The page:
1. I went for a 7-day diving trip in Komodo last year and we dived at a site called Manta Alley, South of Komodo. It turned out that we dived close to more than 30+ manta rays which fly, flip and dance through the water… an unforgettable experience. On top of that, when we went from cleaning station to the channel, we saw a mola mola (sunfish) down at 30 meters which enjoyed being cleaned 🙂
2. Apart from island hopping and staying in the hotels on Santa Cruz Island of Galapagos, I also enjoyed 8 days of diving around Darwin and Wolf Island. There, I saw hammerhead sharks and whale sharks. The most memorable and unique experience in the Galapagos was diving with marine iguanas near Isabella Island. It was a shallow dive and the underwater landscape was incredibly beautiful, full of green algae and seaweed. I watched the marine iguanas swim into the water quickly to eat the seaweed before swimming back to the surface and sunbathing on the shore. With colorful fish all around, that was the most beautiful underwater scene I’ve ever seen.
Try not to use any plastic (for example drinking straws, plastic bags, take-away boxes and utensils and plastic bottles) and make sure the plastic won’t go into the ocean. For divers, do not touch any coral or marine life and be aware of their buoyancy while diving and taking underwater photos. And remember to use coral reef friendly sunscreen.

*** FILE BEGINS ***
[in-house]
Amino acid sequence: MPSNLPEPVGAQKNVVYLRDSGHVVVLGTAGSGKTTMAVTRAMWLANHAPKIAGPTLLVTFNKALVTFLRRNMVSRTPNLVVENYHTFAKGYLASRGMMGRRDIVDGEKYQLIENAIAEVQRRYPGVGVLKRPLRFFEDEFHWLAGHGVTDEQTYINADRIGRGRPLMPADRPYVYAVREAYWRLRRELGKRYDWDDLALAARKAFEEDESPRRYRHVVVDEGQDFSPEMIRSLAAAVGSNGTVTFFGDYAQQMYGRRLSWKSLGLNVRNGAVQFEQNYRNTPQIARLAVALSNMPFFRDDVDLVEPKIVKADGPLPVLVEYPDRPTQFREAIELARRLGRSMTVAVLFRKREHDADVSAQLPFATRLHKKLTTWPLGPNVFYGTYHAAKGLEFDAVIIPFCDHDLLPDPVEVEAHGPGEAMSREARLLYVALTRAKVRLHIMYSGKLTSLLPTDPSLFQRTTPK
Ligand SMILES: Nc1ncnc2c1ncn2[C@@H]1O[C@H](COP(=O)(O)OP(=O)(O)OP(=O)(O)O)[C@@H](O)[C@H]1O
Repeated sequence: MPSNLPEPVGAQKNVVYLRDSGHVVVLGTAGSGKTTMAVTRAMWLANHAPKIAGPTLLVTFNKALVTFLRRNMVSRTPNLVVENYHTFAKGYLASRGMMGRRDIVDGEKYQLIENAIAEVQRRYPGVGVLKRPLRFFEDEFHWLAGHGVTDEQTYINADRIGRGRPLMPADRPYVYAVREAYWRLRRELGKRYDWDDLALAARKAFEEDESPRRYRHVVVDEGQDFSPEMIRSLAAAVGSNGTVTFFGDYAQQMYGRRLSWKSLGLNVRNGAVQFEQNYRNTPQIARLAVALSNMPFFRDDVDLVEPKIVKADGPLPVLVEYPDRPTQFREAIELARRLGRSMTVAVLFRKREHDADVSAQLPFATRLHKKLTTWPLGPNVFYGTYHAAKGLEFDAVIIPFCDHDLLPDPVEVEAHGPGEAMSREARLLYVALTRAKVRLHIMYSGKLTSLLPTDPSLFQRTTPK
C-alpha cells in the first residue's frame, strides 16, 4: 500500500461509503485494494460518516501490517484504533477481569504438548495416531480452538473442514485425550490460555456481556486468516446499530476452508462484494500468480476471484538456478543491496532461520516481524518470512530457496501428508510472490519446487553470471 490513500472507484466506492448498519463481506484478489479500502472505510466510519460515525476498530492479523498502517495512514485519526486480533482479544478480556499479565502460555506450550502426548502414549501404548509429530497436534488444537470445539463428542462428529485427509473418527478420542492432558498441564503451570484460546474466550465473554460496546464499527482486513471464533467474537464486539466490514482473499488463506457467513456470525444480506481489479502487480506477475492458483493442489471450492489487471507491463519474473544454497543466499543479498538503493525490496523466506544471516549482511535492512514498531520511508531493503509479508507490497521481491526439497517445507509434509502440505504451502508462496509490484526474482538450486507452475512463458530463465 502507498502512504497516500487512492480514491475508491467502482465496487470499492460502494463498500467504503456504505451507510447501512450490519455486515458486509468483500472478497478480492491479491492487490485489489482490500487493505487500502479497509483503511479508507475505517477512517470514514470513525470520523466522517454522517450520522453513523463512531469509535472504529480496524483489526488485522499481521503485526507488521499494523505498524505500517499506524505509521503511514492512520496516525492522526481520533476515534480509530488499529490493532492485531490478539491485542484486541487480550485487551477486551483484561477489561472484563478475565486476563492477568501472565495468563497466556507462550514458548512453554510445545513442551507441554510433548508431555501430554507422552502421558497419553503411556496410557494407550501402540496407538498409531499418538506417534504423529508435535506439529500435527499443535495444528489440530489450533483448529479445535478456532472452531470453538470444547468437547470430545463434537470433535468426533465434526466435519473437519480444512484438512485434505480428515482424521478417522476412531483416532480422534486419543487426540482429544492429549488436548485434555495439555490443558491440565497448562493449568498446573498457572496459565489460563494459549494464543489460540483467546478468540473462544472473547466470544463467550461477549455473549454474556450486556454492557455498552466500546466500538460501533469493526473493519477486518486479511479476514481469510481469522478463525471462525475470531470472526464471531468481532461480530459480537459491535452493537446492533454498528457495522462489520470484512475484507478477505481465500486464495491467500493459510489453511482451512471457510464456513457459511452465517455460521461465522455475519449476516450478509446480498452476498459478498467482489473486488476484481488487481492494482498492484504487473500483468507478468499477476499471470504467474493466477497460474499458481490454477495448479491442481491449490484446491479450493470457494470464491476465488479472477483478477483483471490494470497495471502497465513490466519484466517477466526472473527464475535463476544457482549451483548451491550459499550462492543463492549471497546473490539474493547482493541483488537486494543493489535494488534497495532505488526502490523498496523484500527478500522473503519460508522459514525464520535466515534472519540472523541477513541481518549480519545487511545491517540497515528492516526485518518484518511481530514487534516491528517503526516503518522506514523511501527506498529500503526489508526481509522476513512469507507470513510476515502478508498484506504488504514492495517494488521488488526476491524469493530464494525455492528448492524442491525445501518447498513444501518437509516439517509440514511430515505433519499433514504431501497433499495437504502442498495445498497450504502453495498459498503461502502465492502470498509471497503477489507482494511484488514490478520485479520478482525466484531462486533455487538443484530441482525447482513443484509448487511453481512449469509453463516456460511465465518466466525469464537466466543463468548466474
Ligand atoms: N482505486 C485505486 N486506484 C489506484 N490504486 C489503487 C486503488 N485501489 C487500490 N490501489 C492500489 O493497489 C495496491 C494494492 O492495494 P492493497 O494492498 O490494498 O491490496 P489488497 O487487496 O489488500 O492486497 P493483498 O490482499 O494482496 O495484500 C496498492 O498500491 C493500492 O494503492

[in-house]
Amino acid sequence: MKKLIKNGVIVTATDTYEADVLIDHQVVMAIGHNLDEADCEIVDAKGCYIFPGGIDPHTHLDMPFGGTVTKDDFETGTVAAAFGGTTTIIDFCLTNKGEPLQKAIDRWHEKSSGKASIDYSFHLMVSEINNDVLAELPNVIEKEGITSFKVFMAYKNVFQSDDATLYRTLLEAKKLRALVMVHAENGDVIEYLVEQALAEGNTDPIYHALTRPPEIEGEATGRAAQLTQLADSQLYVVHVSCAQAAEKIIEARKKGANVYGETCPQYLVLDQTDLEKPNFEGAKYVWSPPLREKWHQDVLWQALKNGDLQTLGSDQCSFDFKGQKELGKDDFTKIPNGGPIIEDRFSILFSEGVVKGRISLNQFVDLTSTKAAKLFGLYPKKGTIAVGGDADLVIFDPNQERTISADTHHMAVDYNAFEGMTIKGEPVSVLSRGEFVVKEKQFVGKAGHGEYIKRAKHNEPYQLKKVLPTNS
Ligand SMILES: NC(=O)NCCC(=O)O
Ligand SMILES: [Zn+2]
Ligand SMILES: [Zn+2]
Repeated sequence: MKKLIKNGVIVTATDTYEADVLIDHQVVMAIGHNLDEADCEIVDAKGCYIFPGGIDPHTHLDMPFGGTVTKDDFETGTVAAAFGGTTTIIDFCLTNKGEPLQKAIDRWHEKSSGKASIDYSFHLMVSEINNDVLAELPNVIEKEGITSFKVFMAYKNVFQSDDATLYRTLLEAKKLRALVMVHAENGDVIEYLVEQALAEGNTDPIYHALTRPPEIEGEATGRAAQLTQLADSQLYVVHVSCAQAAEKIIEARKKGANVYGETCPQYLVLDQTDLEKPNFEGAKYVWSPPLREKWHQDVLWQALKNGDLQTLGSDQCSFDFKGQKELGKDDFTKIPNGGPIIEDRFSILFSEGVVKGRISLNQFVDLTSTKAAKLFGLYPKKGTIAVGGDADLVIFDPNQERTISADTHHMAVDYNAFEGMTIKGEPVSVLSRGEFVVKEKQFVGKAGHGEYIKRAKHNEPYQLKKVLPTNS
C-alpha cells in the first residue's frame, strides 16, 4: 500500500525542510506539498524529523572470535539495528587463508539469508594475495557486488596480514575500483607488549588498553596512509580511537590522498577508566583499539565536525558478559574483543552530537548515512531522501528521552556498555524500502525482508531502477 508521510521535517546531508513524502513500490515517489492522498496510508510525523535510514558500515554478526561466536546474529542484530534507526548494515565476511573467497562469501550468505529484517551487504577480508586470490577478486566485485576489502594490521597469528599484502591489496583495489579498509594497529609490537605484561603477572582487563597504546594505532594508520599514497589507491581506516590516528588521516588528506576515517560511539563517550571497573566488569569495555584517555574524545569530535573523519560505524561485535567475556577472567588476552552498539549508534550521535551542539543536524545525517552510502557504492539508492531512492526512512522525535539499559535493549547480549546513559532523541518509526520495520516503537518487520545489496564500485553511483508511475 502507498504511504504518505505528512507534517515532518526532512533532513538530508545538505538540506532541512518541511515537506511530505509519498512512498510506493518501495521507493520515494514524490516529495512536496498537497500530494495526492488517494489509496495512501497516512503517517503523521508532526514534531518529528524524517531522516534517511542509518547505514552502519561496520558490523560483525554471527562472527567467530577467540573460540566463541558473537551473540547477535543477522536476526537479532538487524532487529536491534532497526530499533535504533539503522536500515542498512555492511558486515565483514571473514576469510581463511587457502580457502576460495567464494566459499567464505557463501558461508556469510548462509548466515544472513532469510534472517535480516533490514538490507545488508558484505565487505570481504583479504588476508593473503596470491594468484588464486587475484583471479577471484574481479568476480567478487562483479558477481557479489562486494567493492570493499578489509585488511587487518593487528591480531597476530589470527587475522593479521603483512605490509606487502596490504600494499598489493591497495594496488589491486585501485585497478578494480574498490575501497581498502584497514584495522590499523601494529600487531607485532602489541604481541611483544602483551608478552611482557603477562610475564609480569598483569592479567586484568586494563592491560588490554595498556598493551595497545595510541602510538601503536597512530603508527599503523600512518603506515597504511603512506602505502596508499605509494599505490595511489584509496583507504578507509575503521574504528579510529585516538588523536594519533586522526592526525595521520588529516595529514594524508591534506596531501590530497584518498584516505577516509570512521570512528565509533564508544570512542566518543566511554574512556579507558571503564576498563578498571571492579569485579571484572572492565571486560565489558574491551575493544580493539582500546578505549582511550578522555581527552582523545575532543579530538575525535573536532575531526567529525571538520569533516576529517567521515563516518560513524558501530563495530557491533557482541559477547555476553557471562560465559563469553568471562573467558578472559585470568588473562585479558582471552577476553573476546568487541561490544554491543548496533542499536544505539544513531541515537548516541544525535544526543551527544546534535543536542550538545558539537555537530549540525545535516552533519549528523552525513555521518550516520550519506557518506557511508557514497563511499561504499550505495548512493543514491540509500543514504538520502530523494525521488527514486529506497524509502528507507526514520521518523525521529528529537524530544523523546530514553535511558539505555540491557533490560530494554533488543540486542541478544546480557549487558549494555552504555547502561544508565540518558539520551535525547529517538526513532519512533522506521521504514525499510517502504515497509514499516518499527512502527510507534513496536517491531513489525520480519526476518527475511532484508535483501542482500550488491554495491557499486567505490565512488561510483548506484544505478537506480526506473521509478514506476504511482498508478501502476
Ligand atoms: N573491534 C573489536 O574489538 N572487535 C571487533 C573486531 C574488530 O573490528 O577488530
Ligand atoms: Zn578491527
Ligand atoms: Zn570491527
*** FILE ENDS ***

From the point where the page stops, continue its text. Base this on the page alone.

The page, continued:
Yes I would love to try free diving and learn it too. I’d love to go to Baja California in Mexico. I heard the marine life there is awesome. Being a diver for more than 15 years, it would be great to enjoy the ocean and see the marine life without a tank and regulator in my mouth. I want to see how my body could move freely and my mind could relax and focus on the interaction with marine life.
Yes. The Galapagos is always on the top list for every diver and I was glad that my dream to go came true two years ago. I’ve been able to plan diving trips for our Jacada Travellers to experience diving in Galapagos in different ways, from day trip diving to 8 days diving live aboard. All of them had amazing time in the water with the marine.
What I recommend: If our Jacada travellers are experienced divers, they should go on an 8-day diving trip in the Galapagos. Diving with marine iguanas, galapagos penguins, sea lions is the perfect once-in-a-life-time experience.
I would recommend that you practice swimming as much as possible to get comfortable with it. Yoga is also really useful to help focus and regulate your breathing, a key aspect of scuba diving. Also learn about the oceans you want to dive in and the marine life that live there. Once you know what you’re looking for, it makes it much more exciting when you do spot corals and animals!
I would turn this question around. How should we react underwater when we encounter marine life?
As a diver or human being who goes into the water, we are always a visitor in the ocean. We should bear in mind always that this is the home of the marine life and the reef. As a visitor, we should respect the marine life by not touching, riding or forcing any type of unnatural interaction on them. Being a diver for over 15 years, the ocean taught me to be calm and stay relaxed in the water. If you’re able to do this, some of the marine life, such as turtles, manta rays, whale sharks, crown fish, remora, surgeonfish, batfish, and sea lions may be curious enough to come close to you.